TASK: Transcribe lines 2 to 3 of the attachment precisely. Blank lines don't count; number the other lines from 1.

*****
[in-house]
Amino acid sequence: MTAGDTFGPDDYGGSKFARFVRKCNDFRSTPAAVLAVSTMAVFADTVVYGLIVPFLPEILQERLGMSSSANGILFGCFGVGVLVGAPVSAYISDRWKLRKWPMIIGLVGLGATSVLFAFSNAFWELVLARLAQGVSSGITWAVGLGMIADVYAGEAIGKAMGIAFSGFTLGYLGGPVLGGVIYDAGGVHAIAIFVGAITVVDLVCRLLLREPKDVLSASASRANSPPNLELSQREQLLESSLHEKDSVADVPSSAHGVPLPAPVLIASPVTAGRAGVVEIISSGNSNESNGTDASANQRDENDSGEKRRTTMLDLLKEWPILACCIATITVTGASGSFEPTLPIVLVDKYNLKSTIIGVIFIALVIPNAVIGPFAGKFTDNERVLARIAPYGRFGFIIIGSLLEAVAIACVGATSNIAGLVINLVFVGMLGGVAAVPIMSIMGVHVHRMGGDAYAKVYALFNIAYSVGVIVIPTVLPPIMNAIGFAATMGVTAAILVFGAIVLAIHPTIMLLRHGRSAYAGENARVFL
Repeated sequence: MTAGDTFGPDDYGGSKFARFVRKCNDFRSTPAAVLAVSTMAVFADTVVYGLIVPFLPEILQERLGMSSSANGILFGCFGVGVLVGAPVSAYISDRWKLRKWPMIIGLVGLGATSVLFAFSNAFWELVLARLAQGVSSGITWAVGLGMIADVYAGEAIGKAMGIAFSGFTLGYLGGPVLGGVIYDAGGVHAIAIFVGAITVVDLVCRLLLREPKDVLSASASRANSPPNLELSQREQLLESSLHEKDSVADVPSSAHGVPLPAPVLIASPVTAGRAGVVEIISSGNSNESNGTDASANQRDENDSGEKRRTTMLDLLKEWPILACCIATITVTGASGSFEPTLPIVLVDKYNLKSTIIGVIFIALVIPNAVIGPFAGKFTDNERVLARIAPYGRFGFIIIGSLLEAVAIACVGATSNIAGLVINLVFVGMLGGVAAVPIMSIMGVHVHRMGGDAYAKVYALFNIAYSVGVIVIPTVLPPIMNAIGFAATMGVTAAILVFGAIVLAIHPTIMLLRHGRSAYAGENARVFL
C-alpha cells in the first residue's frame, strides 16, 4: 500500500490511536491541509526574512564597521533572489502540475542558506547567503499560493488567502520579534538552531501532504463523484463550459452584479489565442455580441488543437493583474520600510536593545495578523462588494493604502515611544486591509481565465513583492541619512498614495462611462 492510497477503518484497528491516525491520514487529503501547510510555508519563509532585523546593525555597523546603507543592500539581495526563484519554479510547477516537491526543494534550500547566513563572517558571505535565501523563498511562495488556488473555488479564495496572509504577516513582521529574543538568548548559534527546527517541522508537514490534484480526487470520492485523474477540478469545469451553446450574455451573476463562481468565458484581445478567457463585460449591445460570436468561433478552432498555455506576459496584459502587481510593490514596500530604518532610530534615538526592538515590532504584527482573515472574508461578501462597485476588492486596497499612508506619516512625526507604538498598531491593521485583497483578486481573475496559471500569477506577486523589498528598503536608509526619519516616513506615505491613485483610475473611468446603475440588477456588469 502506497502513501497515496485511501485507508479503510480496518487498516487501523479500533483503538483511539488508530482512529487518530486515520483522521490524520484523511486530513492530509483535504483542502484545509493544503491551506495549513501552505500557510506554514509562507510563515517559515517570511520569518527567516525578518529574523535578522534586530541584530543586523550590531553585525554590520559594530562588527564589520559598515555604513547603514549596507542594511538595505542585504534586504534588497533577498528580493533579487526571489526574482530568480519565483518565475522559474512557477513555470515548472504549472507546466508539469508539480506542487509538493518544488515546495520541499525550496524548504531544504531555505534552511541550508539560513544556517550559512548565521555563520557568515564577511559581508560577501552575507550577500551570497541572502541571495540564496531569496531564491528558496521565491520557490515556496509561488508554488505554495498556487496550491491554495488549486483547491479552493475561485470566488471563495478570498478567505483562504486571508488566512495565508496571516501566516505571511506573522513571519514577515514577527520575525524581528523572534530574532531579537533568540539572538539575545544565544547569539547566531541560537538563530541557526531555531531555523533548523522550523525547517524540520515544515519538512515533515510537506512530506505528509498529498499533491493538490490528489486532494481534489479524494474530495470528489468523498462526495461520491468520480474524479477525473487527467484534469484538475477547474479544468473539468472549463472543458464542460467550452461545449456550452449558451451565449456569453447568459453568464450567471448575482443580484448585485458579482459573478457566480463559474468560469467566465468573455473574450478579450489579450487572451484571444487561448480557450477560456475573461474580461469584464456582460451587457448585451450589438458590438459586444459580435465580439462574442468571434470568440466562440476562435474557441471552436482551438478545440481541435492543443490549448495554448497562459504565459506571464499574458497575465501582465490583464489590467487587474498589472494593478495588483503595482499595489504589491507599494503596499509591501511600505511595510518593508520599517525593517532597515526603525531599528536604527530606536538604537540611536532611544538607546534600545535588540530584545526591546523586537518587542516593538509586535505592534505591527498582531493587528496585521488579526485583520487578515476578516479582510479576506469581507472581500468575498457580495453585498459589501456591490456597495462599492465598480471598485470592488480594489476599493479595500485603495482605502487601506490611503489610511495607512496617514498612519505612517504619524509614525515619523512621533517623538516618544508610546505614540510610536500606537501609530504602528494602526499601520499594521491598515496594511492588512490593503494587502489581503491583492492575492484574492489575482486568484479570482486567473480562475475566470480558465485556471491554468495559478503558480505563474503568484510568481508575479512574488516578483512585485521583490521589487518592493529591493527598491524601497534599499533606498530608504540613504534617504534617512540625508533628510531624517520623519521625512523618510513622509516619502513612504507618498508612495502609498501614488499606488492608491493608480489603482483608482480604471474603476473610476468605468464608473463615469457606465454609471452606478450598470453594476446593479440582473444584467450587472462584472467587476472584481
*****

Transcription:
Amino acid sequence: MTAGDTFGPDDYGGSKFARFVRKCNDFRSTPAAVLAVSTMAVFADTVVYGLIVPFLPEILQERLGMSSSANGILFGCFGVGVLVGAPVSAYISDRWKLRKWPMIIGLVGLGATSVLFAFSNAFWELVLARLAQGVSSGITWAVGLGMIADVYAGEAIGKAMGIAFSGFTLGYLGGPVLGGVIYDAGGVHAIAIFVGAITVVDLVCRLLLREPKDVLSASASRANSPPNLELSQREQLLESSLHEKDSVADVPSSAHGVPLPAPVLIASPVTAGRAGVVEIISSGNSNESNGTDASANQRDENDSGEKRRTTMLDLLKEWPILACCIATITVTGASGSFEPTLPIVLVDKYNLKSTIIGVIFIALVIPNAVIGPFAGKFTDNERVLARIAPYGRFGFIIIGSLLEAVAIACVGATSNIAGLVINLVFVGMLGGVAAVPIMSIMGVHVHRMGGDAYAKVYALFNIAYSVGVIVIPTVLPPIMNAIGFAATMGVTAAILVFGAIVLAIHPTIMLLRHGRSAYAGENARVFL
Repeated sequence: MTAGDTFGPDDYGGSKFARFVRKCNDFRSTPAAVLAVSTMAVFADTVVYGLIVPFLPEILQERLGMSSSANGILFGCFGVGVLVGAPVSAYISDRWKLRKWPMIIGLVGLGATSVLFAFSNAFWELVLARLAQGVSSGITWAVGLGMIADVYAGEAIGKAMGIAFSGFTLGYLGGPVLGGVIYDAGGVHAIAIFVGAITVVDLVCRLLLREPKDVLSASASRANSPPNLELSQREQLLESSLHEKDSVADVPSSAHGVPLPAPVLIASPVTAGRAGVVEIISSGNSNESNGTDASANQRDENDSGEKRRTTMLDLLKEWPILACCIATITVTGASGSFEPTLPIVLVDKYNLKSTIIGVIFIALVIPNAVIGPFAGKFTDNERVLARIAPYGRFGFIIIGSLLEAVAIACVGATSNIAGLVINLVFVGMLGGVAAVPIMSIMGVHVHRMGGDAYAKVYALFNIAYSVGVIVIPTVLPPIMNAIGFAATMGVTAAILVFGAIVLAIHPTIMLLRHGRSAYAGENARVFL